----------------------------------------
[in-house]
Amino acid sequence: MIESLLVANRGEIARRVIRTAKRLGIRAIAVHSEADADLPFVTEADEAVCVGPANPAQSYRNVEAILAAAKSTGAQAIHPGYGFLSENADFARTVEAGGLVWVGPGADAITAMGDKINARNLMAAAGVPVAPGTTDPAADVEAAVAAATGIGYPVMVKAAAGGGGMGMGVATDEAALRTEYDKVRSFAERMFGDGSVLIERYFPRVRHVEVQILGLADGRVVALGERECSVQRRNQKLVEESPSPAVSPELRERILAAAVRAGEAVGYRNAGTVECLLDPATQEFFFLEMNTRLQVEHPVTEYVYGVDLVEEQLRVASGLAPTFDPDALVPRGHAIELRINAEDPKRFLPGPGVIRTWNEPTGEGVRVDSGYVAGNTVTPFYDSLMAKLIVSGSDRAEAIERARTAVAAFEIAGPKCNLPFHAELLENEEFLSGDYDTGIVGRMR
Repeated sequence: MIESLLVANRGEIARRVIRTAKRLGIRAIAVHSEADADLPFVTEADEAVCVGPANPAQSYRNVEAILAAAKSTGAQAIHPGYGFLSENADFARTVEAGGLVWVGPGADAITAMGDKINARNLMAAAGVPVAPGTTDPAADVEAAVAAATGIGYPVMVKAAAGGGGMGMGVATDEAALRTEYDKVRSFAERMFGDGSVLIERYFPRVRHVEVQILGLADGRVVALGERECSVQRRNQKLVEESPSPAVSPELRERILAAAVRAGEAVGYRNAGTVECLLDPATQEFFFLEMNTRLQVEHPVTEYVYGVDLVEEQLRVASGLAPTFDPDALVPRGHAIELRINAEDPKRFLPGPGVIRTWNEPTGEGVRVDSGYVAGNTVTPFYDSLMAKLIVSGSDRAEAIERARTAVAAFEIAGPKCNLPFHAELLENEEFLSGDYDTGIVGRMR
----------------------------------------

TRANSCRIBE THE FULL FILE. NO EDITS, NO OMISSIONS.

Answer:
[in-house]
Amino acid sequence: MIESLLVANRGEIARRVIRTAKRLGIRAIAVHSEADADLPFVTEADEAVCVGPANPAQSYRNVEAILAAAKSTGAQAIHPGYGFLSENADFARTVEAGGLVWVGPGADAITAMGDKINARNLMAAAGVPVAPGTTDPAADVEAAVAAATGIGYPVMVKAAAGGGGMGMGVATDEAALRTEYDKVRSFAERMFGDGSVLIERYFPRVRHVEVQILGLADGRVVALGERECSVQRRNQKLVEESPSPAVSPELRERILAAAVRAGEAVGYRNAGTVECLLDPATQEFFFLEMNTRLQVEHPVTEYVYGVDLVEEQLRVASGLAPTFDPDALVPRGHAIELRINAEDPKRFLPGPGVIRTWNEPTGEGVRVDSGYVAGNTVTPFYDSLMAKLIVSGSDRAEAIERARTAVAAFEIAGPKCNLPFHAELLENEEFLSGDYDTGIVGRMR
Repeated sequence: MIESLLVANRGEIARRVIRTAKRLGIRAIAVHSEADADLPFVTEADEAVCVGPANPAQSYRNVEAILAAAKSTGAQAIHPGYGFLSENADFARTVEAGGLVWVGPGADAITAMGDKINARNLMAAAGVPVAPGTTDPAADVEAAVAAATGIGYPVMVKAAAGGGGMGMGVATDEAALRTEYDKVRSFAERMFGDGSVLIERYFPRVRHVEVQILGLADGRVVALGERECSVQRRNQKLVEESPSPAVSPELRERILAAAVRAGEAVGYRNAGTVECLLDPATQEFFFLEMNTRLQVEHPVTEYVYGVDLVEEQLRVASGLAPTFDPDALVPRGHAIELRINAEDPKRFLPGPGVIRTWNEPTGEGVRVDSGYVAGNTVTPFYDSLMAKLIVSGSDRAEAIERARTAVAAFEIAGPKCNLPFHAELLENEEFLSGDYDTGIVGRMR